Outcome Assessment Strategies
The course grade is determined by appraisal of the student's participation and contribution to the group effort of producing the literary and arts magazine. Evaluation is based upon effectiveness, dependability and timeliness in carrying out responsibilities; contribution of imaginative and workable ideas; application of critical values as developed in this and other classes; successful completion of any other assigned work, such as a personal chapbook and creative writing; willingness to accept a fair share of drudgery; and acceptance of responsibility for editorial choices. Attendance policies vary with instructors.
Course Content (Themes, Concepts, Issues and Skills)
- Desktop publishing
- Becoming conversant with current desktop publishing software, such as
- OmniPage Direct
- MS Word
- Book design and typography
- Designing and producing a small chapbook
- Producing a campus literary magazine: Alchemy, Alembic, Mercury, Pointed Circle, or Rock Creek Review
- Furthering creative writing skills
- Publishing and the business of literature
- Editing and proofreading skills
- Sharpening critical skills
The following items are intended as descriptions of instructor’s choices of texts in the past as an aid to choosing texts in the future. This is not intended as a prescribed or recommended list of texts. A text or texts may be designated by the instructor based on the objectives outlined in this course content guide. Some possibilities include previous editions of Alchemy Alembic, Mercury Pointed Circle Rock Creek Review and current and previous editions of other literary and arts journals.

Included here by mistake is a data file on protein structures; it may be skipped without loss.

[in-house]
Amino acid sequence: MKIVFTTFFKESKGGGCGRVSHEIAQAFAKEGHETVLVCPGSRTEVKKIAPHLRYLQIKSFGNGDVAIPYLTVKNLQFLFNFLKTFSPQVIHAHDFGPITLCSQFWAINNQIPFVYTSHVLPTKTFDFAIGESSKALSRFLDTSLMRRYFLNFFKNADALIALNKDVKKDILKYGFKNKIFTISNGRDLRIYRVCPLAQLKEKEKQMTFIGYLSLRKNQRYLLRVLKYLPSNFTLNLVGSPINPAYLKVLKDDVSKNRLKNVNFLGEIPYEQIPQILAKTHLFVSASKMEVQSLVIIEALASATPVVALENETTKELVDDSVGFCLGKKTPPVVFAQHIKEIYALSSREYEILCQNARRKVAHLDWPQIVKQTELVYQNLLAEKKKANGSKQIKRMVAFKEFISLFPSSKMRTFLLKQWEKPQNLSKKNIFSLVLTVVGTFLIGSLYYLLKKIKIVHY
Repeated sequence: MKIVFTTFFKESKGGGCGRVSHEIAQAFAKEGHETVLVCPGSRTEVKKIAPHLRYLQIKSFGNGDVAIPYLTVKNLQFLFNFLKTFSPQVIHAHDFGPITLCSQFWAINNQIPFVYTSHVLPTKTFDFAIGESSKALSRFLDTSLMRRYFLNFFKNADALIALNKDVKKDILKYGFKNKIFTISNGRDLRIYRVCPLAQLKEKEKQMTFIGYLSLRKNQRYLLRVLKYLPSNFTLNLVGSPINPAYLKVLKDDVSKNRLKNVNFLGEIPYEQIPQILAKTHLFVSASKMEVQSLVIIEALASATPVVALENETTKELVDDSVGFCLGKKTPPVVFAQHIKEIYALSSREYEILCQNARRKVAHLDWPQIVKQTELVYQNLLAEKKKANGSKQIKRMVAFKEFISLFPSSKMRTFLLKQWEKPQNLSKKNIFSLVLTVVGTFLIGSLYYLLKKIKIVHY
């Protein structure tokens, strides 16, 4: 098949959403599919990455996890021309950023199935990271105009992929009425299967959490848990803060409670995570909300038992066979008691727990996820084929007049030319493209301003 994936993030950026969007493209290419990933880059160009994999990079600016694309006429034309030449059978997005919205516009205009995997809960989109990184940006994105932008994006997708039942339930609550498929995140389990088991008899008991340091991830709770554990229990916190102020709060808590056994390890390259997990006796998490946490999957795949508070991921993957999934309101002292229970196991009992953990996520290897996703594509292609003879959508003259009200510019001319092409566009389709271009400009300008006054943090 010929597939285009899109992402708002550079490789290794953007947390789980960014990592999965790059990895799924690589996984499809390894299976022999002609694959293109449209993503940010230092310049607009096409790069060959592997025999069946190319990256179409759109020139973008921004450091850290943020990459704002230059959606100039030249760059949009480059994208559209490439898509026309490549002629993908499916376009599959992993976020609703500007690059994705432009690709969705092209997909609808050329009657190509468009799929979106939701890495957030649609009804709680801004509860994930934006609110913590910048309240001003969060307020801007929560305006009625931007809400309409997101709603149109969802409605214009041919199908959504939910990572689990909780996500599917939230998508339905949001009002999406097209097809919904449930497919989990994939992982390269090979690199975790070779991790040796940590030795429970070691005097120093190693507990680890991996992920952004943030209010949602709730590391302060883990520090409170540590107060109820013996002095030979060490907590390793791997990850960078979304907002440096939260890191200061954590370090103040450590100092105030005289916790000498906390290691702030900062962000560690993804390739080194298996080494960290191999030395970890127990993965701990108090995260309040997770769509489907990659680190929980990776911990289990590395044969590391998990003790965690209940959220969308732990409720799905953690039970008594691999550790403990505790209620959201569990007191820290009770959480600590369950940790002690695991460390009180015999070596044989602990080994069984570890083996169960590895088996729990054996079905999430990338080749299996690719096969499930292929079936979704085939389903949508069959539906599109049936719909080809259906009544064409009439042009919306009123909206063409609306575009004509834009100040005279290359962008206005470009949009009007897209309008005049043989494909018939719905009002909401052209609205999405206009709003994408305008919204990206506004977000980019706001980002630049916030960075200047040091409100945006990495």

1. Editing and Publishing Texts
- Bringhurst, Robert, The Elements of Typographic Style
- The Chicago Manual of Style
- Fulton, Len, ed., International Directory of Little Magazines and Small Presses
- Gross, Gerald, Editors on Editing
- Kenly, Eric, & Mark Beach, Getting It Printed
- Klaiman, Ann Edgerly, Publishing the Literary Magazine
- Lee, Marshall. Bookmaking: Editing/Design/Production 3rd edition
- Shushan, Ronnie and Don Wright. Desktop Publishing by Design.
- Wheildon, Colin, Type & Layout: How Typography and Design Can Get Your Message Across—or Get in the Way
- Williams, Robin, The Non-Designer’s Type Book
- Writer’s Market
2. Creative Writing Texts
- Bishop, Wendy. Working Words: The Process of Creative Writing.
- Burke, Carol, and Molly Best Tinsley, The Creative Process
- Chi, Lu. Wen Fu: The Art of Writing.
- DeMaria, Robert. The College Handbook of Creative Writing.
- Knorr, Jeff, and Tim Shell, Mooring Against the Tide: Writing Fiction and Poetry
- Schaefer, Candace, and Rick Diamond, The Creative Writing Guide: Poetry, Fiction, Literary Nonfiction, Drama.
- The Writing Business: A Poets and Writers Handbook.
- Joselow, Beth Baruch, Writing without the Muse: 60 Beginning Exercises for the Creative Writer
3. Literature Anthologies
- Abcarian, Richard, & Marvin Klotz, Literature: The Human Experience
- Wendy Steiner, Literature as Meaning
Instructors new to the course should contact the campus creative writing chair, creative writing sub-SAC chair, Comp/Lit SAC chair, faculty department chair, or administrative support person for further information.
The primary purpose of the course content and outcome guide is to provide faculty a SAC-approved outline of the course. It is not intended to replace the course syllabus, which details course content and requirements for students.